Strategies to Offset Medicare Cuts to Be Shared at Exec. War College

Other sessions will focus on getting paid for more lab test claims, test utilization, and adding value

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DEEP PRICE CUTS to the Medicare Part B Clinical Laboratory Fee Schedule was the big story of 2017. The big story of 2018 may be the widespread financial disruption to the clinical lab industry as labs see dramatic declines in their revenue from these Medicare fee cuts.

One early opportunity for lab administrators and pathologists to understand the full scope of these Medicare price cuts will happen in New Orleans on May 1-2. That’s when the 23rd annual Executive War College on Lab and Pathology Management will bring together 100 speakers in more than 60 sessions.

Front and center at the Executive War College will be two aspects of the Medicare fee cuts. First will be reports from major lab organizations and the nation’s largest lab billing and collection companies as to the precise declines in lab revenue they are tracking. This will be the first opportunity for the lab managers to assess the cumulative impact that Medicare price cuts have had nationally during the four months since they became effective.

Negative Financial Effect

Second will be sessions led by labs and lab billing companies to share which strategies are proving most effective at offsetting the negative financial impact of the Medicare fee cuts. This is essential knowledge that every lab can use, since the need to reduce costs by enough to offset the lost revenue from the Medicare price cuts is essential for labs to stay financially viable.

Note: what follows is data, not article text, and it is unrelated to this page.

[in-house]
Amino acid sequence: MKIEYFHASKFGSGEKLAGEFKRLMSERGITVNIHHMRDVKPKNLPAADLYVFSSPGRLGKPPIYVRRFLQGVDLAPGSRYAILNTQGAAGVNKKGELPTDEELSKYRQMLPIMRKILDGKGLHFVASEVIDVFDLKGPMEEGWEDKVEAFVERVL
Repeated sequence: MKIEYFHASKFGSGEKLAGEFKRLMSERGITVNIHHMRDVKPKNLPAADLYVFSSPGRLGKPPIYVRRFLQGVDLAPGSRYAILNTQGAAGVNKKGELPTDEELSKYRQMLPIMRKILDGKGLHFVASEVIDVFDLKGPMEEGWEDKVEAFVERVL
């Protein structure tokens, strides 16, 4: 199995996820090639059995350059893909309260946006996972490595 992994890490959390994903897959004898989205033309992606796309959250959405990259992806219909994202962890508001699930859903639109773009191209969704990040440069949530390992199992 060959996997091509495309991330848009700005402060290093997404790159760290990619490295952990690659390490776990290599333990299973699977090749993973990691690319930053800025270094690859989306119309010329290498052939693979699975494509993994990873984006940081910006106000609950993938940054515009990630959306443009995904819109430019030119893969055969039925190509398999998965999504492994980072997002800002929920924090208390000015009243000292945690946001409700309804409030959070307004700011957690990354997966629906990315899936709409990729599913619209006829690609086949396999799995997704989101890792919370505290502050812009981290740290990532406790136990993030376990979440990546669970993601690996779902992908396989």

Other equally significant issues will be addressed this year. For example, multiple sessions will deal with effective ways to get paid for lab test claims. Contracting with insurers to win network status and the most effective ways to successfully appeal denied claims will be discussed. Other sessions will focus on responding to tougher payer audits.

Prior-Authorization Programs

Another major issue is the expanded use of prior-authorization programs by major insurers and the growing influence of laboratory benefit management companies. These subjects will be covered in several sessions and will be of particular interest to labs that perform molecular and genetic tests.

The positive opportunities for clinical labs and pathology groups to grow, improve profitability, and deliver more value will be discussed by multiple speakers. One aspect of this is how labs add value by working with physicians to improve the utilization of lab tests. There are exciting breakthroughs in this aspect of clinical laboratory operations.

Because space is limited, it is recommended that lab executives register early. Confirmed sessions and speakers are posted at


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